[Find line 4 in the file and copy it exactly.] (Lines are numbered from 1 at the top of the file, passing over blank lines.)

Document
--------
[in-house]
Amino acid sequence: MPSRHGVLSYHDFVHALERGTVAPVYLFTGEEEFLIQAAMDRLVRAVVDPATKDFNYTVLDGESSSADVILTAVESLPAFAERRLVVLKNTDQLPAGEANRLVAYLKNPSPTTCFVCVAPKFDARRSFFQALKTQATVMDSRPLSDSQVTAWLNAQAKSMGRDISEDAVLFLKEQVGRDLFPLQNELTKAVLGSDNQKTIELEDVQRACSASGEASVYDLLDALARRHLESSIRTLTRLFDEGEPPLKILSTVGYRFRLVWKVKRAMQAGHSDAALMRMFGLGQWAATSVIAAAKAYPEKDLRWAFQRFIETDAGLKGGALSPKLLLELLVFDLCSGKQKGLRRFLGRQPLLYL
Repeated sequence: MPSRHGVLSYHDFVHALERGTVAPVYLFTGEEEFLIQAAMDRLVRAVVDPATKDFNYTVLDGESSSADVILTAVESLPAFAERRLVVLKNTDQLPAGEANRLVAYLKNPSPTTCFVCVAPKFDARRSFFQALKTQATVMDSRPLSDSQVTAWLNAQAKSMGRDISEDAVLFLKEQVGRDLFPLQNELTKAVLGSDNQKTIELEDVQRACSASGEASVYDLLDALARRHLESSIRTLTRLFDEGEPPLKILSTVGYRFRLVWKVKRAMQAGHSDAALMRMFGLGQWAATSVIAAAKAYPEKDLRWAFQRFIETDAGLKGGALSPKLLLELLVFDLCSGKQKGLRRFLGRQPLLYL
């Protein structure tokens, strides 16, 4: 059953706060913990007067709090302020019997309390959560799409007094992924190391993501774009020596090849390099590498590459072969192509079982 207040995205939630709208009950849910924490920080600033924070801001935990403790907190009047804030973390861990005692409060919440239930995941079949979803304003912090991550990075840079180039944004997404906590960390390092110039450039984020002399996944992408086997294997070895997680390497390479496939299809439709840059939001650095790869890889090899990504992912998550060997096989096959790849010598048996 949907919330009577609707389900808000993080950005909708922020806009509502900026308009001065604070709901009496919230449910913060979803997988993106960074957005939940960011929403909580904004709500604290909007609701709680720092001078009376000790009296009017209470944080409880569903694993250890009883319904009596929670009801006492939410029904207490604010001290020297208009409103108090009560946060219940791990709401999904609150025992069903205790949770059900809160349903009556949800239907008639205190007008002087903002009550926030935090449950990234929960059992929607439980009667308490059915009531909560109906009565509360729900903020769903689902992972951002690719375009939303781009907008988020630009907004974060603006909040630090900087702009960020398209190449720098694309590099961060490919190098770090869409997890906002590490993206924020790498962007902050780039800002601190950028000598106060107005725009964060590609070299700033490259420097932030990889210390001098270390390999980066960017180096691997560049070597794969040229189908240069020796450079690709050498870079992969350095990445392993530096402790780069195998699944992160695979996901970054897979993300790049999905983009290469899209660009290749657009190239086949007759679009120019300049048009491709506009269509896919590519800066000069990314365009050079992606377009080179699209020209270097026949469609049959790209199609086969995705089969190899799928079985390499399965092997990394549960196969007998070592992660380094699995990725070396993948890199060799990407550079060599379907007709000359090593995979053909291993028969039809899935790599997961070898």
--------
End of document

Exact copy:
């Protein structure tokens, strides 16, 4: 059953706060913990007067709090302020019997309390959560799409007094992924190391993501774009020596090849390099590498590459072969192509079982 207040995205939630709208009950849910924490920080600033924070801001935990403790907190009047804030973390861990005692409060919440239930995941079949979803304003912090991550990075840079180039944004997404906590960390390092110039450039984020002399996944992408086997294997070895997680390497390479496939299809439709840059939001650095790869890889090899990504992912998550060997096989096959790849010598048996 949907919330009577609707389900808000993080950005909708922020806009509502900026308009001065604070709901009496919230449910913060979803997988993106960074957005939940960011929403909580904004709500604290909007609701709680720092001078009376000790009296009017209470944080409880569903694993250890009883319904009596929670009801006492939410029904207490604010001290020297208009409103108090009560946060219940791990709401999904609150025992069903205790949770059900809160349903009556949800239907008639205190007008002087903002009550926030935090449950990234929960059992929607439980009667308490059915009531909560109906009565509360729900903020769903689902992972951002690719375009939303781009907008988020630009907004974060603006909040630090900087702009960020398209190449720098694309590099961060490919190098770090869409997890906002590490993206924020790498962007902050780039800002601190950028000598106060107005725009964060590609070299700033490259420097932030990889210390001098270390390999980066960017180096691997560049070597794969040229189908240069020796450079690709050498870079992969350095990445392993530096402790780069195998699944992160695979996901970054897979993300790049999905983009290469899209660009290749657009190239086949007759679009120019300049048009491709506009269509896919590519800066000069990314365009050079992606377009080179699209020209270097026949469609049959790209199609086969995705089969190899799928079985390499399965092997990394549960196969007998070592992660380094699995990725070396993948890199060799990407550079060599379907007709000359090593995979053909291993028969039809899935790599997961070898």